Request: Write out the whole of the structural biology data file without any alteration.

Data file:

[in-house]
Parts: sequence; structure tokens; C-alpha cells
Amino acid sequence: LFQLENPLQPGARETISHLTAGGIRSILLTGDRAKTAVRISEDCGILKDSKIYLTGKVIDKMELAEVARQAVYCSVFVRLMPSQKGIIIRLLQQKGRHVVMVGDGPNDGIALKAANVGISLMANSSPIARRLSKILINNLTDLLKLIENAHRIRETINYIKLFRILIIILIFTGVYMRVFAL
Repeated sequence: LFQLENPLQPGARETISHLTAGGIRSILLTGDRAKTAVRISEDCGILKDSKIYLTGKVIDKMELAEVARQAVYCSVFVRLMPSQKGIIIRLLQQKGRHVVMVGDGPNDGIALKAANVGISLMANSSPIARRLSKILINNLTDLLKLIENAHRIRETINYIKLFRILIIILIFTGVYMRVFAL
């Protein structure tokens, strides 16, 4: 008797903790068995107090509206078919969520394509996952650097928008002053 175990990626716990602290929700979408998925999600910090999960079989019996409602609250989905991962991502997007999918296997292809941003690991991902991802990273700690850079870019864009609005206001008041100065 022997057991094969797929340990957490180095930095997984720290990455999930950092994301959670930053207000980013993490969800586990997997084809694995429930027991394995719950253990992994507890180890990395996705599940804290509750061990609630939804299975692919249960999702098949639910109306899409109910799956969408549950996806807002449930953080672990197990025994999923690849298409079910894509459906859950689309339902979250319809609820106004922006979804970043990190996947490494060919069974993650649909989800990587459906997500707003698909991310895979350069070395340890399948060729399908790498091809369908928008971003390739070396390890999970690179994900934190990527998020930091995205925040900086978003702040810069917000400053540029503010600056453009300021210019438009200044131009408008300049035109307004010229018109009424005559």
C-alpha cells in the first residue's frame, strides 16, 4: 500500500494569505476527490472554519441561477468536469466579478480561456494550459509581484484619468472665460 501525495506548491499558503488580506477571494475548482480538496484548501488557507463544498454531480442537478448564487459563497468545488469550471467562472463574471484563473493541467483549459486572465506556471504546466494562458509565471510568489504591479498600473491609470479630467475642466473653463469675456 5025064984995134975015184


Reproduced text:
[in-house]
Parts: sequence; structure tokens; C-alpha cells
Amino acid sequence: LFQLENPLQPGARETISHLTAGGIRSILLTGDRAKTAVRISEDCGILKDSKIYLTGKVIDKMELAEVARQAVYCSVFVRLMPSQKGIIIRLLQQKGRHVVMVGDGPNDGIALKAANVGISLMANSSPIARRLSKILINNLTDLLKLIENAHRIRETINYIKLFRILIIILIFTGVYMRVFAL
Repeated sequence: LFQLENPLQPGARETISHLTAGGIRSILLTGDRAKTAVRISEDCGILKDSKIYLTGKVIDKMELAEVARQAVYCSVFVRLMPSQKGIIIRLLQQKGRHVVMVGDGPNDGIALKAANVGISLMANSSPIARRLSKILINNLTDLLKLIENAHRIRETINYIKLFRILIIILIFTGVYMRVFAL
């Protein structure tokens, strides 16, 4: 008797903790068995107090509206078919969520394509996952650097928008002053 175990990626716990602290929700979408998925999600910090999960079989019996409602609250989905991962991502997007999918296997292809941003690991991902991802990273700690850079870019864009609005206001008041100065 022997057991094969797929340990957490180095930095997984720290990455999930950092994301959670930053207000980013993490969800586990997997084809694995429930027991394995719950253990992994507890180890990395996705599940804290509750061990609630939804299975692919249960999702098949639910109306899409109910799956969408549950996806807002449930953080672990197990025994999923690849298409079910894509459906859950689309339902979250319809609820106004922006979804970043990190996947490494060919069974993650649909989800990587459906997500707003698909991310895979350069070395340890399948060729399908790498091809369908928008971003390739070396390890999970690179994900934190990527998020930091995205925040900086978003702040810069917000400053540029503010600056453009300021210019438009200044131009408008300049035109307004010229018109009424005559």
C-alpha cells in the first residue's frame, strides 16, 4: 500500500494569505476527490472554519441561477468536469466579478480561456494550459509581484484619468472665460 501525495506548491499558503488580506477571494475548482480538496484548501488557507463544498454531480442537478448564487459563497468545488469550471467562472463574471484563473493541467483549459486572465506556471504546466494562458509565471510568489504591479498600473491609470479630467475642466473653463469675456 5025064984995134975015184